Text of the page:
Category Archives: Puritans
From the “Rules and Precepts Observed at Harvard College”, dated September 26, 1642:
“Let every student be plainly instructed, and earnestly pressed to consider well, the main end of his life and studies is to know God and Jesus Christ which is eternal life (John 17:3) and therefore to lay Christ in the bottom, as the only foundation of all sound knowledge and learning. And seeing the Lord only giveth wisdom, let every one seriously set himself by prayer in secret to seek it of him (Proverbs 2, 3).”
During his sermon on 2 Timothy 4:13 (“Paul—his Cloak and His Books”), C.H. Spurgeon said:
He [Paul] is inspired, and yet he wants books!
He has been preaching at least for thirty years, and yet he wants books!
He had seen the Lord, and yet he wants books!
He had had a wider experience than most men, and yet he wants books!
He had been caught up into the third heaven, and had heard things which it was unlawful for a men to utter, yet he wants books!
He had written the major part of the New Testament, and yet he wants books!
The apostle says to Timothy and so he says to every preacher, “Give thyself unto reading.” The man who never reads will never be read; he who never quotes will never be quoted. He who will not use the thoughts of other men’s brains, proves that he has no brains of his own. Brethren, what is true of ministers is true of all our people. You need to read. Renounce as much as you will all light literature, but study as much as possible sound theological works, especially the Puritan writers, and expositions of the Bible. We are quite persuaded that the very best way for you to be spending your leisure, is to be either reading or praying. You may get much instruction from books which afterwards you may use as a true weapon in your Lord and Master’s service. Paul cries, “Bring the books”—join in the cry.
I was born with a face for radio. And that is the extent of my qualifications for appearing on the airwaves. But this past Saturday Marcus Dahl interviewed me on the radio program “The Pastor’s Study Live” (980 AM KKMS in Minneapolis/St. Paul). During the interview Marcus and a few callers asked me questions on Puritan literature, books, reading, the Blank Bible, and other things. It was fun.
Download the program (27.2 MB) or listen online (39:31) here:
A list of books mentioned in the program:
- Young, Restless, Reformed: A Journalist’s Journey with the New Calvinists by Collin Hansen
- George Whitefield: The Life and Times, Vol. 1 by Arnold Dallimore. It’s in this volume that the story is recounted of Whitefield preaching in a field to 10,000 souls, many of whom were covered in soot from the coal pits (p. 263). The place of the event was in Kingswood, UK not in America (as I wrongly stated in the interview).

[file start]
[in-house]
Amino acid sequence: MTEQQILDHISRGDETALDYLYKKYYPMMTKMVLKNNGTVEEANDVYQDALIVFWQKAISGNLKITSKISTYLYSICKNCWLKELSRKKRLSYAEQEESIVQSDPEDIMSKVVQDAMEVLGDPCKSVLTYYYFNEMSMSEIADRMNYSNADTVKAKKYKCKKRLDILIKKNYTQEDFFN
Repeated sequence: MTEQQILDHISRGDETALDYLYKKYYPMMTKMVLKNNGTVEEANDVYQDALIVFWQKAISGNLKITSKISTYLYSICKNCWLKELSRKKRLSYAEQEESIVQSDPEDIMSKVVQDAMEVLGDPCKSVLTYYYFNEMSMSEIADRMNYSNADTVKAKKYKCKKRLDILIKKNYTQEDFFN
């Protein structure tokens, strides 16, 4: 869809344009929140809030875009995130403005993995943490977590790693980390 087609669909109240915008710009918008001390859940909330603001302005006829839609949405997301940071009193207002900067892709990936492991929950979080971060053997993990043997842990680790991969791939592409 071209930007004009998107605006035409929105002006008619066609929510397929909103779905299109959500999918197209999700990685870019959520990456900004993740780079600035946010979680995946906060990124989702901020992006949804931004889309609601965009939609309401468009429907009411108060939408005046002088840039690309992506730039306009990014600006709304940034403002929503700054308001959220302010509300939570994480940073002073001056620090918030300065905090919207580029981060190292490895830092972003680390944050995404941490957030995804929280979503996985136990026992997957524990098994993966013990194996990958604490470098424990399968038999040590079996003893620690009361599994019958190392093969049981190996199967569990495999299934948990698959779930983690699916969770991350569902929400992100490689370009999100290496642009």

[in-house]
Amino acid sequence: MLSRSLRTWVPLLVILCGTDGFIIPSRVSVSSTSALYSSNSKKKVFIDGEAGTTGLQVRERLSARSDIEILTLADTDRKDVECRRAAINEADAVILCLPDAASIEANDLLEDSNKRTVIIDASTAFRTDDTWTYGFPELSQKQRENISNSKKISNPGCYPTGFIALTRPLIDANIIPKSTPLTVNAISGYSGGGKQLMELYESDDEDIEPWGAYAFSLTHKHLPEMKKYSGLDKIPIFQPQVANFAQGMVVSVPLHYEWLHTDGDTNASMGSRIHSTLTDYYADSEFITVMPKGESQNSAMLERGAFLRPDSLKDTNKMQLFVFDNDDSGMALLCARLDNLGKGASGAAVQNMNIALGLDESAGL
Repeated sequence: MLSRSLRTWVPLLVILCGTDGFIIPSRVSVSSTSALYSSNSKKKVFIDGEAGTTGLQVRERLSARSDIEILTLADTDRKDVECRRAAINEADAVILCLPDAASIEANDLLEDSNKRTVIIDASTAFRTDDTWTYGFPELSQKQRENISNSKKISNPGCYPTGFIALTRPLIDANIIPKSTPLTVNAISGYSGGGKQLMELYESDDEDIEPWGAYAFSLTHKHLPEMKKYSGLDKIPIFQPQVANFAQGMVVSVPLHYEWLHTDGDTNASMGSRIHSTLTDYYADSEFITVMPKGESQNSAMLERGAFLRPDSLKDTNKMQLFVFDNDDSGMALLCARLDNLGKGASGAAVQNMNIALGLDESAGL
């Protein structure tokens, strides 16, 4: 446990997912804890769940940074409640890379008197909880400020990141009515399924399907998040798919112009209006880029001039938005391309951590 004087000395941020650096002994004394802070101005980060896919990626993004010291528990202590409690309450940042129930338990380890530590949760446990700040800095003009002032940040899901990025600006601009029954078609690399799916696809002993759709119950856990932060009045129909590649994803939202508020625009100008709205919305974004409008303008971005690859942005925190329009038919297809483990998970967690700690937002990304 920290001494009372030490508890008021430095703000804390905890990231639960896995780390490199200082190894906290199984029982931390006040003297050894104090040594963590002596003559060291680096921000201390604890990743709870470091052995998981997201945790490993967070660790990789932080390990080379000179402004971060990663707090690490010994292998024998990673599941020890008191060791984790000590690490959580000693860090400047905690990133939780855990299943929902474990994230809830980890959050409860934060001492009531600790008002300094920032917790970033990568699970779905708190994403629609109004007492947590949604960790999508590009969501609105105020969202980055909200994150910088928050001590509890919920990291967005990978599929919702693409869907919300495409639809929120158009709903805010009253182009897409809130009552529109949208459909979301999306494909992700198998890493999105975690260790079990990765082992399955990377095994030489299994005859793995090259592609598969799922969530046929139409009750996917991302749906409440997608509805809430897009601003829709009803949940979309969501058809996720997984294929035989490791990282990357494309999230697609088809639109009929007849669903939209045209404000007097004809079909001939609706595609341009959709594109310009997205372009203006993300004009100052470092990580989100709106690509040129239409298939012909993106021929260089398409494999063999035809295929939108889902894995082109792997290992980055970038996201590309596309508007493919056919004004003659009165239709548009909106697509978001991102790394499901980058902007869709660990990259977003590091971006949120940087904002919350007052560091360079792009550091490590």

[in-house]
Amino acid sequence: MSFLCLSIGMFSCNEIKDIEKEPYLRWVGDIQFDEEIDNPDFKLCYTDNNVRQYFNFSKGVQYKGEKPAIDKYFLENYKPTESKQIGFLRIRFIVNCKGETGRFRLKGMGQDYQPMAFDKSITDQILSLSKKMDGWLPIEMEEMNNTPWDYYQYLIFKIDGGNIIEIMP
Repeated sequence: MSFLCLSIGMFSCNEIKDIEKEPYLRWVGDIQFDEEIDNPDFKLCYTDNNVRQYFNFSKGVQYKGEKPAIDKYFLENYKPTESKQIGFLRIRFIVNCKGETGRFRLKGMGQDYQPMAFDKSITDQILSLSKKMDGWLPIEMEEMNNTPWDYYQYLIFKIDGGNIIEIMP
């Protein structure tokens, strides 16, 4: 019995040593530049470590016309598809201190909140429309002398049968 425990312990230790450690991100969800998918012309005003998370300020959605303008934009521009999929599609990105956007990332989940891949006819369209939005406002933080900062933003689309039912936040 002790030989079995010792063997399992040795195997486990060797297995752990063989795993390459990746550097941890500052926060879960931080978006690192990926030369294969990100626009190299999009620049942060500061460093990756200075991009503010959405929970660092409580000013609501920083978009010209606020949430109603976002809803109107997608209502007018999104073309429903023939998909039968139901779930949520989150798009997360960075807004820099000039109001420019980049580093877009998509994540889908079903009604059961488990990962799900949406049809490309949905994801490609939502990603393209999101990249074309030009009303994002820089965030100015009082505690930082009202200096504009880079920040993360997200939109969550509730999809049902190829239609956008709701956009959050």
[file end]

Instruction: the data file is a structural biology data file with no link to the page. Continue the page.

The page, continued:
- George Whitefield: The Life and Times, Vol. 2 by Arnold Dallimore
- Christ Crucified: Or the Marrow of the Gospel in 72 Sermons on Isaiah 53 by James Durham
- Christian in Complete Armour by William Gurnall
- Works of Jonathan Edwards (Banner of Truth, 2 volumes)
- Altogether Lovely by Jonathan Edwards
- Charity and It’s Fruits by Jonathan Edwards
- Religious Affections by Jonathan Edwards
- Freedom of the Will by Jonathan Edwards
- Heaven, A World of Love by Jonathan Edwards (Pocket Puritan)
- Living Faith by Samuel Ward (Pocket Puritan)
- A Christian Directory by Richard Baxter
- Complete Works of John Bunyan (3 volumes)
- Pilgrim’s Progress by John Bunyan
- Everything by Octavius Winslow (many of his books are free online)
From the end of a letter written by Jonathan Edwards to Deborah Hatheway (June 3, 1741):
“Don’t talk of things
and matters of experience
with an air of lightness and laughter,
which is too much the manner in many places.
In all your course,
walk with God
and follow Christ
as a little,
taking hold of Christ’s hand,
keeping your eye
on the mark of the wounds
on his hands
whence came the blood
that cleanses you from sin
under the skirt of the white shining robe
of his righteousness.”
For each of the past several years, we’ve been blessed with at least one monumental publishing achievement that further exposes contemporary readers to the exegetical and theological gems of the Puritan literary legacy. In 2006, Reformation Heritage Books reprinted the 12-volume Works of Thomas Goodwin. And over the last two years Justin Taylor and Kelly Kapic have blessed us with carefully edited and re-typeset versions of John Owen classics—Overcoming Sin and Temptation (Crossway, 2006) and Communion with the Triune God (Crossway, 2007).
But 2008 will be known for its own monumental achievement, in the reprinting of what I consider to be one of the leading collections of Puritan sermons. Solid Ground Christian Books has printed and is now shipping a new photolithographed, cloth-covered, sewn-bound, edition of the 22-volume, 10,500 page, Complete Works of Thomas Manton. And today I want to tell you about it.
Two years ago I compiled a list of most helpful Puritan resources for expositional, theological, and pastoral research. That list placed at #5 a man named Thomas Manton. Some of you were perplexed that I ranked this more obscure Puritan above those of more repute—John Owen, John Flavel, Richard Sibbes, Jeremiah Burroughs, Thomas Brooks, Thomas Goodwin, and Edward Reynolds. Each of these men represent exceptional gifting in the Puritan period; and if you disagree that Manton deserves to be above them, I think we can agree Rev. Manton belongs among them.